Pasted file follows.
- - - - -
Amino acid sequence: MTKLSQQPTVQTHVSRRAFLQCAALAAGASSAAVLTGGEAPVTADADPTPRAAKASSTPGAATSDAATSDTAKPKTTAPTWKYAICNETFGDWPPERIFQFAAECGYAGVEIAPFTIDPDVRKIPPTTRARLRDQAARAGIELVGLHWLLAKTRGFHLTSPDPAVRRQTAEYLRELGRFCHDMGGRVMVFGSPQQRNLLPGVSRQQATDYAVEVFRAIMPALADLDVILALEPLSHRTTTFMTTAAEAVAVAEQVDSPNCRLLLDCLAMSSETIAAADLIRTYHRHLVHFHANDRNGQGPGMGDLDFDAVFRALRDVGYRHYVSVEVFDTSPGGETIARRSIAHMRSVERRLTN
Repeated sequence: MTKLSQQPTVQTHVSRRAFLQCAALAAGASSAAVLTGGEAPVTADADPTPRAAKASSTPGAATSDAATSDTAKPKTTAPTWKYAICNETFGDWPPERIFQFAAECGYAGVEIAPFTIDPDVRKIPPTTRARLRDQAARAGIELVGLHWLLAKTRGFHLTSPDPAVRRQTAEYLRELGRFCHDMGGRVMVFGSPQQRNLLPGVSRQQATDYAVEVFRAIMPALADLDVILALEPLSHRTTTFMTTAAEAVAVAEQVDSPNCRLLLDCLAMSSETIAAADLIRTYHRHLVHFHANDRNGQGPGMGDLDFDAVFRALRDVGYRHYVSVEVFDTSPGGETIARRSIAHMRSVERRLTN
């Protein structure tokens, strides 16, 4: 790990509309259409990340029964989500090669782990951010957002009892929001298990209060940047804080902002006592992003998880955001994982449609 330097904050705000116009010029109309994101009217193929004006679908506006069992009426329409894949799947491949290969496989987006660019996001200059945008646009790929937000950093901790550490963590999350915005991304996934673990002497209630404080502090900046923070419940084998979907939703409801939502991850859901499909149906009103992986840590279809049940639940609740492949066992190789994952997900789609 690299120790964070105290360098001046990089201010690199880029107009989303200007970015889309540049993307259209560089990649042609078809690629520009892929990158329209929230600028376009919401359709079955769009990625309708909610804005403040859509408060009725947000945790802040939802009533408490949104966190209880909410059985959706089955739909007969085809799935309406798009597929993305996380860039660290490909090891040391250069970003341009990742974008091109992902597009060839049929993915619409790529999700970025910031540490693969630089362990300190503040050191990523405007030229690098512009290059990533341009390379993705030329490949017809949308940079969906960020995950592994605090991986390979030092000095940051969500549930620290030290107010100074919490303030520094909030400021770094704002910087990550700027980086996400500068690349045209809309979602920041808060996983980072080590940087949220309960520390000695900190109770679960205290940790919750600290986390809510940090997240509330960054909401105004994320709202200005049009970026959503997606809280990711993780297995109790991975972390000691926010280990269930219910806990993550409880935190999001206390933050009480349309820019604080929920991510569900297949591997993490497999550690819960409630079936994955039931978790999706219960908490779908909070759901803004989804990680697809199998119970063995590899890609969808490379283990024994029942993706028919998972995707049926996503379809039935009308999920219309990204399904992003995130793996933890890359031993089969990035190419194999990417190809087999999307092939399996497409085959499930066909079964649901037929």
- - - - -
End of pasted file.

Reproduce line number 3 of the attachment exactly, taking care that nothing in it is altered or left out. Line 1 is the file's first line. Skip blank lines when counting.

């Protein structure tokens, strides 16, 4: 790990509309259409990340029964989500090669782990951010957002009892929001298990209060940047804080902002006592992003998880955001994982449609 330097904050705000116009010029109309994101009217193929004006679908506006069992009426329409894949799947491949290969496989987006660019996001200059945008646009790929937000950093901790550490963590999350915005991304996934673990002497209630404080502090900046923070419940084998979907939703409801939502991850859901499909149906009103992986840590279809049940639940609740492949066992190789994952997900789609 690299120790964070105290360098001046990089201010690199880029107009989303200007970015889309540049993307259209560089990649042609078809690629520009892929990158329209929230600028376009919401359709079955769009990625309708909610804005403040859509408060009725947000945790802040939802009533408490949104966190209880909410059985959706089955739909007969085809799935309406798009597929993305996380860039660290490909090891040391250069970003341009990742974008091109992902597009060839049929993915619409790529999700970025910031540490693969630089362990300190503040050191990523405007030229690098512009290059990533341009390379993705030329490949017809949308940079969906960020995950592994605090991986390979030092000095940051969500549930620290030290107010100074919490303030520094909030400021770094704002910087990550700027980086996400500068690349045209809309979602920041808060996983980072080590940087949220309960520390000695900190109770679960205290940790919750600290986390809510940090997240509330960054909401105004994320709202200005049009970026959503997606809280990711993780297995109790991975972390000691926010280990269930219910806990993550409880935190999001206390933050009480349309820019604080929920991510569900297949591997993490497999550690819960409630079936994955039931978790999706219960908490779908909070759901803004989804990680697809199998119970063995590899890609969808490379283990024994029942993706028919998972995707049926996503379809039935009308999920219309990204399904992003995130793996933890890359031993089969990035190419194999990417190809087999999307092939399996497409085959499930066909079964649901037929």